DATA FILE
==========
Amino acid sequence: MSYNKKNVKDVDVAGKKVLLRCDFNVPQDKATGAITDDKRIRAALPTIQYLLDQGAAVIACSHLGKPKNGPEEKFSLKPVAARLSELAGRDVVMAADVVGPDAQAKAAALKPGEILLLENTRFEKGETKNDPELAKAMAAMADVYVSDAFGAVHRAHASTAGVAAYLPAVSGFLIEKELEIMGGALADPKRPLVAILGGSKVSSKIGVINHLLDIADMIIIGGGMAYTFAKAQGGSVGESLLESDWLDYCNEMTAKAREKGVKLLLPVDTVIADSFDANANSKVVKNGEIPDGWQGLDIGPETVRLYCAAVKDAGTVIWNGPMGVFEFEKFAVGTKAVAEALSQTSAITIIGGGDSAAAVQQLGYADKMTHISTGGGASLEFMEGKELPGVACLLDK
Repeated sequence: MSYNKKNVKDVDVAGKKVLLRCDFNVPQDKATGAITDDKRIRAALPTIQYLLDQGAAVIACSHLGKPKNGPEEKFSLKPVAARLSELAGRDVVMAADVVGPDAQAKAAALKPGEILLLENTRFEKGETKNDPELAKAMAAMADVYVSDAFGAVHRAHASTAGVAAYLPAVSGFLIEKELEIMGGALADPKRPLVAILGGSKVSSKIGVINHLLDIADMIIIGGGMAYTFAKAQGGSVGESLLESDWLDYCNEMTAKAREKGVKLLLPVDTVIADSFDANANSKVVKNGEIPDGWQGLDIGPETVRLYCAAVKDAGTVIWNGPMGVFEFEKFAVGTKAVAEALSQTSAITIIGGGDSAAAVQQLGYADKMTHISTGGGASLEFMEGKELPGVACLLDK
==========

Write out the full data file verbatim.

Amino acid sequence: MSYNKKNVKDVDVAGKKVLLRCDFNVPQDKATGAITDDKRIRAALPTIQYLLDQGAAVIACSHLGKPKNGPEEKFSLKPVAARLSELAGRDVVMAADVVGPDAQAKAAALKPGEILLLENTRFEKGETKNDPELAKAMAAMADVYVSDAFGAVHRAHASTAGVAAYLPAVSGFLIEKELEIMGGALADPKRPLVAILGGSKVSSKIGVINHLLDIADMIIIGGGMAYTFAKAQGGSVGESLLESDWLDYCNEMTAKAREKGVKLLLPVDTVIADSFDANANSKVVKNGEIPDGWQGLDIGPETVRLYCAAVKDAGTVIWNGPMGVFEFEKFAVGTKAVAEALSQTSAITIIGGGDSAAAVQQLGYADKMTHISTGGGASLEFMEGKELPGVACLLDK
Repeated sequence: MSYNKKNVKDVDVAGKKVLLRCDFNVPQDKATGAITDDKRIRAALPTIQYLLDQGAAVIACSHLGKPKNGPEEKFSLKPVAARLSELAGRDVVMAADVVGPDAQAKAAALKPGEILLLENTRFEKGETKNDPELAKAMAAMADVYVSDAFGAVHRAHASTAGVAAYLPAVSGFLIEKELEIMGGALADPKRPLVAILGGSKVSSKIGVINHLLDIADMIIIGGGMAYTFAKAQGGSVGESLLESDWLDYCNEMTAKAREKGVKLLLPVDTVIADSFDANANSKVVKNGEIPDGWQGLDIGPETVRLYCAAVKDAGTVIWNGPMGVFEFEKFAVGTKAVAEALSQTSAITIIGGGDSAAAVQQLGYADKMTHISTGGGASLEFMEGKELPGVACLLDK